• Simon Stone’s The Dig features stellar performances, magic-hour photography, and some reoccurring overhead shot choices
  • Clearly Stone is an admirer of Malick- sun flares on the lens, the camera pushing through the blades of grass and shots at the just right time of day (magic hour)— this is the most sunshine I’ve seen in a British film- haha
  • Set in 1939—based on a true story of an archeological dig and find just as the outbreak of war against the Nazis looms— certainly the backdrop of war adds to the story’s immediacy
  • Stone goes to the overhead angle several times in his shot choice arsenal here—well done—in one scene Ralph Fiennes is nearly buried alive. Plus, the film is about the dig so it is key to get an aerial view of the site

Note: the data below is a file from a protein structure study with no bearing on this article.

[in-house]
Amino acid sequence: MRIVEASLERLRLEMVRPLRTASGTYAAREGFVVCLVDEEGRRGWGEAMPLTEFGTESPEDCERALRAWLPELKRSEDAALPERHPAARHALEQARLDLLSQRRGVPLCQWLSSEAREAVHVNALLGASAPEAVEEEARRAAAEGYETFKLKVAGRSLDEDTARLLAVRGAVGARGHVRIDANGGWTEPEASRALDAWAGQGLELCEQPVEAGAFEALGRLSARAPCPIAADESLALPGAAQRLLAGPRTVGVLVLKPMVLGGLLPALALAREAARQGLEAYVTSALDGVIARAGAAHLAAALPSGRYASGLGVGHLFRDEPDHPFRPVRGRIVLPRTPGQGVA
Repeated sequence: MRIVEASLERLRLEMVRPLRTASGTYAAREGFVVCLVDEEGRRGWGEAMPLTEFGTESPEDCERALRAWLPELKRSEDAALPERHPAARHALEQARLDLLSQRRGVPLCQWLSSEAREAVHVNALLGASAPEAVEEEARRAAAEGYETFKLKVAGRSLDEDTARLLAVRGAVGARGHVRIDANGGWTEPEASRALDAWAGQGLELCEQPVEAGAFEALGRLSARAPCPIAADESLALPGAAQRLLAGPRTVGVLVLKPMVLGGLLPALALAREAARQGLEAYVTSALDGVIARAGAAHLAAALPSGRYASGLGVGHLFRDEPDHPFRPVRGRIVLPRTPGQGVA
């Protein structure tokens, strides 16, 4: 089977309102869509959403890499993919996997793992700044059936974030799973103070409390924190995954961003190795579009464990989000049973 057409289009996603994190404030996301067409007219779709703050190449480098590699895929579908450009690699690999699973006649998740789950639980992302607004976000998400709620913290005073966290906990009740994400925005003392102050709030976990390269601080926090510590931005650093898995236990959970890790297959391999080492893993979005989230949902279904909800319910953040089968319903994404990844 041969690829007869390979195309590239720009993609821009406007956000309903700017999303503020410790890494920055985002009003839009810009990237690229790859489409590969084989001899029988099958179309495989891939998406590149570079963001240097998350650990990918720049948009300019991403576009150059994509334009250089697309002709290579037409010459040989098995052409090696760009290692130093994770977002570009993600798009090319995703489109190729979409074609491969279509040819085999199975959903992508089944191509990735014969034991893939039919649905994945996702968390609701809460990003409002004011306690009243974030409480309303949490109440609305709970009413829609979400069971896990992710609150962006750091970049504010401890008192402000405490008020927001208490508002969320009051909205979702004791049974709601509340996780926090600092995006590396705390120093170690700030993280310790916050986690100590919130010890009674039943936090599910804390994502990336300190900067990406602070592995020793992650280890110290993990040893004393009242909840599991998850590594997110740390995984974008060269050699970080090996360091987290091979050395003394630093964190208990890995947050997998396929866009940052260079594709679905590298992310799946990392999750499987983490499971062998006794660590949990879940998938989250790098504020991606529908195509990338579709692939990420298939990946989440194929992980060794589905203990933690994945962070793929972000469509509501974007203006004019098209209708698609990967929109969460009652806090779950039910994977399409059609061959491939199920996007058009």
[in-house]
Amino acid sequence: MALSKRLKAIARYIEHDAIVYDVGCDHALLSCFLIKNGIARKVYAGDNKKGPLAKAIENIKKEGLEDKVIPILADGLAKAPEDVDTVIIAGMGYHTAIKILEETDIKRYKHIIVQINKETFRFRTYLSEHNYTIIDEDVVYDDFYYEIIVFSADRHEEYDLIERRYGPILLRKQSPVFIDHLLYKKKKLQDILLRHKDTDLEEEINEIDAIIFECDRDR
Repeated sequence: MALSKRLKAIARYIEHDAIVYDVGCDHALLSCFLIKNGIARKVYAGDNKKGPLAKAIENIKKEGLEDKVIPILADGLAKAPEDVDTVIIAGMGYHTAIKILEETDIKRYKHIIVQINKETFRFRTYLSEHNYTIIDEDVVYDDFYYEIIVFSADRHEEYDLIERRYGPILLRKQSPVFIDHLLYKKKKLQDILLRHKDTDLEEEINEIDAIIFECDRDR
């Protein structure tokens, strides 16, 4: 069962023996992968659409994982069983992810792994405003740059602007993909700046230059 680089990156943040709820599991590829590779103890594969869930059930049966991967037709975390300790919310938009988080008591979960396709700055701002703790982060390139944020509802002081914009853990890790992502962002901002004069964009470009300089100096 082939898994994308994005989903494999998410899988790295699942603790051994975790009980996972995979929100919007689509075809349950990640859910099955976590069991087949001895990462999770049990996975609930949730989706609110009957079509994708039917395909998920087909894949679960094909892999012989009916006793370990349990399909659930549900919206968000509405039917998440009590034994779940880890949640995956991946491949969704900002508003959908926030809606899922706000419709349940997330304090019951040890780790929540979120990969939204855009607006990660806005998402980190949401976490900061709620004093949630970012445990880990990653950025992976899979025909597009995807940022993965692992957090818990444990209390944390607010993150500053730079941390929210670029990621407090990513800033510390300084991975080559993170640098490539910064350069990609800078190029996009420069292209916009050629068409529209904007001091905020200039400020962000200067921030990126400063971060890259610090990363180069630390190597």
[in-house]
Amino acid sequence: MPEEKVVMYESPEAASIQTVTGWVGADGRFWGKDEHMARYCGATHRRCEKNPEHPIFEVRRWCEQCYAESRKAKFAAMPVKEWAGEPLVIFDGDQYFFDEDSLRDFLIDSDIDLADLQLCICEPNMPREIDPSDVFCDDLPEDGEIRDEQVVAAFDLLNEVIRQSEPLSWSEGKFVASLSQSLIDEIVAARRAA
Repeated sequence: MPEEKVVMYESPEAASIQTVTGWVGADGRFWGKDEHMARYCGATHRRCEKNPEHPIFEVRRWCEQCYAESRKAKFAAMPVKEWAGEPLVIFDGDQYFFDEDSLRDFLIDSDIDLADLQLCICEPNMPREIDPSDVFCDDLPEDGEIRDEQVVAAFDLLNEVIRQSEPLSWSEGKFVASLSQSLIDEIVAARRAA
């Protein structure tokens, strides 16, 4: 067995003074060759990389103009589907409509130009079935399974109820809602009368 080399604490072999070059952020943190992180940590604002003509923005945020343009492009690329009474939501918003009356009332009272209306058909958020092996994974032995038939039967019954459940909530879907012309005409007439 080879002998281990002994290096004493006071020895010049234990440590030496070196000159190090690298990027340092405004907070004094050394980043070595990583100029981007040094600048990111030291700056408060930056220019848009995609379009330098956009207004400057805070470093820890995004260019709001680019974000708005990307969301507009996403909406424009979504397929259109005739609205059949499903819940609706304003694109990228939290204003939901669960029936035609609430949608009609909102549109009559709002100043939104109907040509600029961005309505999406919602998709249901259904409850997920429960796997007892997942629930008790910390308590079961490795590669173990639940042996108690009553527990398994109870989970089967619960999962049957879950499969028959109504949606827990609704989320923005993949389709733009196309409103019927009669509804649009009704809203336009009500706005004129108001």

• A sublime stand-alone shot at the 39-minute mark as Carey Mulligan’s character gets her diagnosis – Stone’s camera remains at a distance in a medium-long shot obstructed by a window
  • Mulligan does good work here- and Fiennes is simply one of our finest actors over the last 30 years—he now has 18 films in the archives and the space between 2016’s Hail, Caesar! and The Dig is the longest quiet stretch of his career- but he seems poised to be an actor with 20-30 archiveable films including many career highlights that rank among the best work of that given year (even if this isn’t one of those)
  • The film does sort of stop being about Fiennes and shifts to the Lily James character—a weakness
  • Recommend but won’t be in the top 10 of 2021